Hogweed invades Woodstock!

Bad news just in from CRISP -- the Catskill Regional Invasive Species Partnership: The dreaded giant hogweed plant has officially been found in Woodstock.

The invasive weed can grow up to 15 feet tall and its sap causes caustic burns on human skin. It's been advancing across the Catskills, but hadn't been found in Ulster County until now. This is not good. Here's the CRISP press release and accompanying photos:

Giant Hogweed, Invasive and Dangerous Plant in the Town of Woodstock

August 20, 2011: Giant hogweed, a non-native, noxious weed has been discovered in the Town of Woodstock —the first finding in Ulster County to date. This weed should be taken very seriously because the sap contains toxins that can cause severe skin burns and can even cause blindness. This plant is also very successful at colonizing new areas and crowding out native species.

The Catskill Regional Invasive Species Partnership (CRISP) is working with the New York State Department of Environmental Conservation’s Giant Hogweed Control Program to manage giant hogweed in the Catskills. The Giant Hogweed Control Program has crews throughout the state that are dedicated to removing the plant from public and private property free of charge. The goal is to eradicate giant hogweed from the region and eventually from the state and they are asking the public to help locate all of the plants.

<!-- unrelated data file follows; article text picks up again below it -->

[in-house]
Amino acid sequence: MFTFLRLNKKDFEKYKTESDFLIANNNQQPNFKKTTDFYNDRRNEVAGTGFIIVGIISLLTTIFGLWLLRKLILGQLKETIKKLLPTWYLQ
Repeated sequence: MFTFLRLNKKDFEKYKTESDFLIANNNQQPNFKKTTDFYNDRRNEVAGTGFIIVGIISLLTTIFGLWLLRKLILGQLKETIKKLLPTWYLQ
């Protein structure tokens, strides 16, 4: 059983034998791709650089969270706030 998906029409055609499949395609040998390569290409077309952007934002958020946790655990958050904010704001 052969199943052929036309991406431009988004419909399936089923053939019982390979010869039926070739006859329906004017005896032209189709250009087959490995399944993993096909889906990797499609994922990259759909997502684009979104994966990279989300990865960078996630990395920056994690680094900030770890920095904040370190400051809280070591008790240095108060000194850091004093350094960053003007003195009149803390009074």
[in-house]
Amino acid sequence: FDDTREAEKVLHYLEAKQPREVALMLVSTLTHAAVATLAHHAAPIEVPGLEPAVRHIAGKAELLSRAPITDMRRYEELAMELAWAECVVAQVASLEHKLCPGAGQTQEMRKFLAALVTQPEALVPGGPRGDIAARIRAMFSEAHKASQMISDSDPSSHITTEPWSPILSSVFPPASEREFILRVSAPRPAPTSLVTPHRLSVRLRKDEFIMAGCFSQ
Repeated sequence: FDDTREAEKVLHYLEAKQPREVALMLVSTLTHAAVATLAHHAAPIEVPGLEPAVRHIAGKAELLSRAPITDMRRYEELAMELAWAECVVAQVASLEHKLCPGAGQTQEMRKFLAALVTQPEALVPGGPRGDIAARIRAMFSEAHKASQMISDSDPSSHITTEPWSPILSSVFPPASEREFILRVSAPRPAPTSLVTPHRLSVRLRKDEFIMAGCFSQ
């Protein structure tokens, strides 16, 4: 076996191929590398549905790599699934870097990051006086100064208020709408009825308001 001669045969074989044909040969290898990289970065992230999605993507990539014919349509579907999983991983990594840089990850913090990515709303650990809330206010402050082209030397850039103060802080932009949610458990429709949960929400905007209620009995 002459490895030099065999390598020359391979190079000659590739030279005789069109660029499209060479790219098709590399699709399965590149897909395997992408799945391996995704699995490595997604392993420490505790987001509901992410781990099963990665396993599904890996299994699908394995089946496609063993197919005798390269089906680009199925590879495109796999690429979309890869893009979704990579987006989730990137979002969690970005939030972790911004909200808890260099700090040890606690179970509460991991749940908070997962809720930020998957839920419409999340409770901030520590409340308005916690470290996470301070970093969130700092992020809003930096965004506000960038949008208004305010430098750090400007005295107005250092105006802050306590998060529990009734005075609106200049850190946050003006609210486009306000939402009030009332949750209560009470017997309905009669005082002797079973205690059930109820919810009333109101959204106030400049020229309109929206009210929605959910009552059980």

It has been spread throughout the state by gardeners sharing it as a novelty ornamental plant. It’s great height – up to 15 ft, large leaves – 3 feet in diameter, and tremendous white flower heads – 2.5 feet in diameter, make it quite impressive to look at. It takes several years for the plant to go from seed to flowering plant, so there is the potential to eliminate it from sites easily if it is caught early.

If you suspect you have seen this plant use extreme caution, keep children away from it, and report it. Visit the NYSDEC Giant Hogweed website http://www.dec.ny.gov/animals/72766.html to learn how to distinguish giant hogweed from other look-alike plants. To report a giant hogweed sighting or for more information, contact CRISP at [email protected] or 845-586-2611.